Mall of America Confirms It Will Lay Off and Furlough Hundreds of Employees

Samantha McDonald
·2 mins read

Mall of America is planning to lay off and furlough hundreds of employees.

In a statement to FN, the Bloomington, Minn.-based shopping center confirmed that 211 workers across various departments will permanently lose their jobs at the end of the month. An additional 178 people will remain on furlough, which could extend beyond Sept. 30.

“When the year began, no one could have predicted the enormous challenges we would face as a business, a community and as a nation,” a spokesperson wrote in an email to FN. “While we continue to make progress at Mall of America, the road to recovery is going to be slow.”

Speaking about the employees who were temporarily laid off, the spokesperson added, “We hope to reinstate those team members in this group when business conditions allow.”

Mall of America employs roughly 1,000 employees. According to the Minneapolis Star-Tribune, which first reported the news, the property notified the Minnesota Department of Employment and Economic Development about the layoffs, but the notice has yet to appear on the office’s website.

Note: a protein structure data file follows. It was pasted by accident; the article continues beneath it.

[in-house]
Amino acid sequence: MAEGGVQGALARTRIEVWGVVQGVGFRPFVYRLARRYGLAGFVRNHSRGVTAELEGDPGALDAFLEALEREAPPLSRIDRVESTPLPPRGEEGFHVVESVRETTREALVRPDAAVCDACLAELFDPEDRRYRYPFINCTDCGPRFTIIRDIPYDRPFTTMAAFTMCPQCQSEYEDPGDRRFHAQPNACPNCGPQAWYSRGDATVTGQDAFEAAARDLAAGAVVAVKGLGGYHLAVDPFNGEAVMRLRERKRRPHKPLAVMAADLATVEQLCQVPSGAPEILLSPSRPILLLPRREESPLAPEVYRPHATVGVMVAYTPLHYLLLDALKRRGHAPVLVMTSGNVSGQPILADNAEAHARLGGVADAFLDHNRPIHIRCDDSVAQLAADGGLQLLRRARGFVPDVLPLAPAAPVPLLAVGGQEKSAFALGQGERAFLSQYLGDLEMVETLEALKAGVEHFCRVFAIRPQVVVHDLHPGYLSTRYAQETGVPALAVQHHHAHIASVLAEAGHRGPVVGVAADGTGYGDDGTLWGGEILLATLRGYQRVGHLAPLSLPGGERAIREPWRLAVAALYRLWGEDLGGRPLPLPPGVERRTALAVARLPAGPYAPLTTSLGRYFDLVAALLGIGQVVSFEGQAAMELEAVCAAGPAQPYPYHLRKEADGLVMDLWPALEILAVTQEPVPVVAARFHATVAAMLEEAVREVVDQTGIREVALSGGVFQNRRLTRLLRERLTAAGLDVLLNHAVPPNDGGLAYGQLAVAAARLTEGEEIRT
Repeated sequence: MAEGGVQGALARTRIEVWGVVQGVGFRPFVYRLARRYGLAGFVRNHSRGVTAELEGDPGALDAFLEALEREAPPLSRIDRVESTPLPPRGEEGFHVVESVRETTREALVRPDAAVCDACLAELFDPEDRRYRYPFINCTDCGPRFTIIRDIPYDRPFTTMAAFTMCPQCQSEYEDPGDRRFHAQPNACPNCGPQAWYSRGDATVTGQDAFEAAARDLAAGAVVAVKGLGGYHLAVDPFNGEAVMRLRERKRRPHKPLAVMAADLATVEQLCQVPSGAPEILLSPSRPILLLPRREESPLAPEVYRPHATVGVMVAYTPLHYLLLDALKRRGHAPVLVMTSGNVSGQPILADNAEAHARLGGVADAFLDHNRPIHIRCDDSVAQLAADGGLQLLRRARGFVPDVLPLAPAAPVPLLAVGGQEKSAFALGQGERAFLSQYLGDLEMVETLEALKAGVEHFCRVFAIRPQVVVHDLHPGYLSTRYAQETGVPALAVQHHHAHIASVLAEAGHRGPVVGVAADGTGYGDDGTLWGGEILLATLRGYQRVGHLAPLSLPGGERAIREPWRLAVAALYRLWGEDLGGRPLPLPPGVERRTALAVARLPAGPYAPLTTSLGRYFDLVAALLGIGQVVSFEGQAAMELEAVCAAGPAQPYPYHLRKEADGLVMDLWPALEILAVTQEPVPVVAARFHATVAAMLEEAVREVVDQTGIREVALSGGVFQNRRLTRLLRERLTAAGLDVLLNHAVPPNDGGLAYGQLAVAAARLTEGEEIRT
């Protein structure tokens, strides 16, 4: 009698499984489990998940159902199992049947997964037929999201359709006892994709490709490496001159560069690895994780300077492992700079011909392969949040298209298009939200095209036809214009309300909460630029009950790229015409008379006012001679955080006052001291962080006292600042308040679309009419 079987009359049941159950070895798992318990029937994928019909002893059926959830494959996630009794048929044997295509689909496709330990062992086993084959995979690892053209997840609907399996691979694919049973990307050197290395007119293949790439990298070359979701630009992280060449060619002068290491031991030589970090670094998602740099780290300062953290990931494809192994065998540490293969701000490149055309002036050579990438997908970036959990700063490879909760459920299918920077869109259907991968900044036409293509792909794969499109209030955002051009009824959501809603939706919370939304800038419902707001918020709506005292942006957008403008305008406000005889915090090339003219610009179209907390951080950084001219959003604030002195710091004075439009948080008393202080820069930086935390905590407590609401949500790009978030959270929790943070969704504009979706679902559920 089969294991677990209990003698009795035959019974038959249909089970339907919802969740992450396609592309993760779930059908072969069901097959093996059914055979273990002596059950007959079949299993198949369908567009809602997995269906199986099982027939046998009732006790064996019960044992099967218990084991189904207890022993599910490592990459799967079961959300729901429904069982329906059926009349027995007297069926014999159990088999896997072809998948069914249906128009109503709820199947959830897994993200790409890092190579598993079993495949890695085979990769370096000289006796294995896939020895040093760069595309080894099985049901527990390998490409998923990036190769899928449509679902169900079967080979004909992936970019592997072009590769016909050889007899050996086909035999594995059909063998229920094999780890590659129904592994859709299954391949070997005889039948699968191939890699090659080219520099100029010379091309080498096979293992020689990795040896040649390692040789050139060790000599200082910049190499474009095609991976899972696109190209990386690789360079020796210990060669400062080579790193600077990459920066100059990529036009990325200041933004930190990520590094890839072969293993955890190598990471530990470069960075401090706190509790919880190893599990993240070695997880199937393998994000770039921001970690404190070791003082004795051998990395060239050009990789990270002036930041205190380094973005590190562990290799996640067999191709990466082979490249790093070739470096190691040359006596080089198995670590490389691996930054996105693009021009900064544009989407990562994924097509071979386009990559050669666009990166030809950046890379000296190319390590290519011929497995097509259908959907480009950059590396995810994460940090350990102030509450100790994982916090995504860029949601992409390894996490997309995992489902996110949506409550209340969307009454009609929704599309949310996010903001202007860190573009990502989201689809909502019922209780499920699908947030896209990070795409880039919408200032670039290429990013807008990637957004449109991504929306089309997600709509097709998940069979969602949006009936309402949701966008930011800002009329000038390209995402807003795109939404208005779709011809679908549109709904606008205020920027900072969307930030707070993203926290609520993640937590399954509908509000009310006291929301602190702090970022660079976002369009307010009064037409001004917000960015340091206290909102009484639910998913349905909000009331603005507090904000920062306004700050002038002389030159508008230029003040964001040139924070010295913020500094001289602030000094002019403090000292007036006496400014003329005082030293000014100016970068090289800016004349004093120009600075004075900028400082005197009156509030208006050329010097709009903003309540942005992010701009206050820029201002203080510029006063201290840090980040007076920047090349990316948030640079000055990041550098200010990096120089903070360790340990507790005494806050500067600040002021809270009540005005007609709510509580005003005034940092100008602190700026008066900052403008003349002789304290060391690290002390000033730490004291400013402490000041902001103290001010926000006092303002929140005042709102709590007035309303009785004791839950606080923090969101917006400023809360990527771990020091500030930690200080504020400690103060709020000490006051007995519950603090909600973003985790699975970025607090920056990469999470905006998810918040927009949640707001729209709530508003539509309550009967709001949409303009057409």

The announcement marks the latest in the mega mall’s woes: Last month, owner Triple Five Group entered a cash management forbearance agreement with special servicer CWCapital Asset Management, which handles commercial debt payments on behalf of several lenders. The deal came just days after reports surfaced that payments on Mall of America’s $1.4 billion mortgage were made through April but had been delinquent for May, June and July.

Even though it has reopened to the public, the mall has faced challenges stemming from some of its 500 retail tenants’ inability to pay rent or decision to skip out on lease obligations to preserve liquidity within their businesses.

What’s more, three months ago, Bloomberg reported that Triple Five failed to pay its roughly $7 million payment for June on a $1.4 billion mortgage on Mall of America, which was used as collateral when the retail and entertainment conglomerate secured $2.8 billion in financing for its American Dream complex in New Jersey.

At the time, about 100 workers were also laid off from the American Dream, which — like Mall of America — was shuttered for weeks amid the coronavirus pandemic. Following Gov. Phil Murphy’s decision to lift restrictions on indoor amusement centers, the East Rutherford, N.J.-based mall is opening back up its doors to the public on the first of October.

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